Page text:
Sep 102012
 

An update on Chinese language study around Knoxville:

In the United States, an estimated 59,860 elementary and secondary students took Mandarin Chinese classes in 2008, an increase of 200 percent from 2004, according to the society. The number of Americans studying in China grew annually 30 percent from 2001 to 2007, according to the U.S. Department of State.

This fall, at least 300 students of all ages in the Knoxville area are studying Mandarin Chinese classes through public and private schools.

In Knox County schools, there are 92 students enrolled in Mandarin I and II this year, up from 79 last year, according to Knox County officials. Courses are offered at Hardin Valley Academy and Bearden High School.

Note that there are approximately 55,000 students in Knox County’s public school system as of 2012.

At the college level, both Pellissippi State Community College and the University of Tennessee offer Mandarin classes.

Pellissippi has a Confucius Classroom, funded by a grant through the Confucius Institute at the University of Memphis. It began in 2011, and offers four semesters of Mandarin, with 13 students….

UT Knoxville will have its own Confucius Institute by April 2013, according to university officials. There are about 70 institutes in the U.S., funded by grants from the Chinese government. They offer student exchange programs, non-credit and for-credit language classes and cultural events to the community.

Mandarin language classes have been popular at UT, with about 80 students enrolled this year.

“I’ve turned away some students because we’re not able to handle the demand,” said Jon LaCure, supervisor of the Chinese and Japanese program at UT. “We have three years (of Mandarin) and we want to add a fourth year next year. We’re in the process of hiring someone.”

Students who take Mandarin hope it will give them an edge in the job market, LaCure said.

“A lot of people are getting dual degrees in business and world languages,” he said. “With the Chinese economy growing eight percent this year, if you say, ‘I can also speak Chinese,’ it separates you from the rest of the applicants.”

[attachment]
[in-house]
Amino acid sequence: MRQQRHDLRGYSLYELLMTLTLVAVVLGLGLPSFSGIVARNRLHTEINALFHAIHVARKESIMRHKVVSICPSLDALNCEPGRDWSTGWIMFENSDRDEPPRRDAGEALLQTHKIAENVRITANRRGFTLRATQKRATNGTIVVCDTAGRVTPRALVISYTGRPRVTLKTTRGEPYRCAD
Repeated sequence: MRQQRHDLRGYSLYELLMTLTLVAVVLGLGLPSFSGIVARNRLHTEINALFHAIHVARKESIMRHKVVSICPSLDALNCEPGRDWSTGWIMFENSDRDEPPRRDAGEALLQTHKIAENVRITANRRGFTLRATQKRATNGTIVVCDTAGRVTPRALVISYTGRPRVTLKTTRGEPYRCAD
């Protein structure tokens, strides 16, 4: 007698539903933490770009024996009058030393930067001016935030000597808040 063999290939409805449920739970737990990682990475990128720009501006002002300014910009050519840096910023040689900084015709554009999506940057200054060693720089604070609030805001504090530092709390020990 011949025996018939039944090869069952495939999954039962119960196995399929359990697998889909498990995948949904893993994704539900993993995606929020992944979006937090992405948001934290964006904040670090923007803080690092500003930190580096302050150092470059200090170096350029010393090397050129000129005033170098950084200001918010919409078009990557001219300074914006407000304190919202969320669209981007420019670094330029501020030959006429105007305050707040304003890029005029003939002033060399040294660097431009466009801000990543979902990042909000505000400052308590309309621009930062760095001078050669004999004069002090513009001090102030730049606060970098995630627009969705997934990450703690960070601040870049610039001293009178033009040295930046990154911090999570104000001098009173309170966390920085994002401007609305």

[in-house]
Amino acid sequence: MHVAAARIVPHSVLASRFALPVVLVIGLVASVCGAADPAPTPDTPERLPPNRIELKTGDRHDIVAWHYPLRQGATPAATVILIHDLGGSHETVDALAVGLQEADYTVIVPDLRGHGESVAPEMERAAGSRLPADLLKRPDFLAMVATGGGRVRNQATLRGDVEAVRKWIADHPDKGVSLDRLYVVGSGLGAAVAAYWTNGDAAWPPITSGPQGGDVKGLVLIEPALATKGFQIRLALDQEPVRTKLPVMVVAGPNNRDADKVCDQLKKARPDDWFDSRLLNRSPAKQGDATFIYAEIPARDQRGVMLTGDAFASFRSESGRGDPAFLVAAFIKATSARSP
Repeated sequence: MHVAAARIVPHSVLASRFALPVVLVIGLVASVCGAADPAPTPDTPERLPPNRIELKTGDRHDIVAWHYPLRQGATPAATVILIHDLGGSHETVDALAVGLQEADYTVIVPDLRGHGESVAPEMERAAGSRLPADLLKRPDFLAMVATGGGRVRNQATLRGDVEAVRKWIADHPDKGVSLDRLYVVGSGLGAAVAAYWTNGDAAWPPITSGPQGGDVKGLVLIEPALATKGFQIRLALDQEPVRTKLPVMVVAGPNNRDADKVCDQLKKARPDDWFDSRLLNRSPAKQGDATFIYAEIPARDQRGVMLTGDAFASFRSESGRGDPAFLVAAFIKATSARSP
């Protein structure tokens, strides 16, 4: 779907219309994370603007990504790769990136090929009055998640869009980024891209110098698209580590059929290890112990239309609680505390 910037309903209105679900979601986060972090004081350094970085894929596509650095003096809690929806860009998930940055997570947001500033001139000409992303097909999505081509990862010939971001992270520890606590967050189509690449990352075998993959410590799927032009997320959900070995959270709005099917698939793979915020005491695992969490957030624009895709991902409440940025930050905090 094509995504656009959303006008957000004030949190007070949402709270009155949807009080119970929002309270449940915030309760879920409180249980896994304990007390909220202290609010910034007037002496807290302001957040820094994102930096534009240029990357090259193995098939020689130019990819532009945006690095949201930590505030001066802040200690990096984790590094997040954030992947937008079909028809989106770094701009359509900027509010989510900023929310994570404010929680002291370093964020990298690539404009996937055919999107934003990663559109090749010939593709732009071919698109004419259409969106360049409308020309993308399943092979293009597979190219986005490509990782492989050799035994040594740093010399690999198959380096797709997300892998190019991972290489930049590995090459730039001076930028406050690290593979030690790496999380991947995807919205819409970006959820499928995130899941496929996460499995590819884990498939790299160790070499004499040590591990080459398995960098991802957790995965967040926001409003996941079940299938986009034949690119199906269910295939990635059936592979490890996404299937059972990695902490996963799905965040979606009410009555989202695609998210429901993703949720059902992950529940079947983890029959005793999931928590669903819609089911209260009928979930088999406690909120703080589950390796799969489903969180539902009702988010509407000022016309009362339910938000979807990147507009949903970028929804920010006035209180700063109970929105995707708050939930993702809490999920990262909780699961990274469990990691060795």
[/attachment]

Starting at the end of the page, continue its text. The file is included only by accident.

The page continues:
And yet, some of the growth in local Mandarin classes stems from an increase in Chinese immigrants to the Knoxville area.

For example the East Tennessee Chinese School, sponsored by the East Tennessee Chinese Association, has grown from 70 to 90 students in the last five years, according to Dali Wang, school principal. Classes meet on Sundays at Pellissippi State, and most students are the children of Chinese immigrants.

Their parents want them to learn to read and write Chinese, and remember their heritage, Wang said. “Most of our students are children of Chinese, but we also have adopted children, and cross-cultural families too.”

Being bilingual helps children succeed, said Sophy Littrell, a native of Beijing, China, who teaches at the East Tennessee Chinese School. She is also starting a new Mandarin class for English-speaking children in Oak Ridge.

“In this country, the things we are using, from household items to high tech things, are from China. The Chinese are successful at doing business. They know what their customers need and target it, and make these things their customers like,” said Littrell.

“It’s pretty obvious, I think. People want to learn the language to be competitive.”

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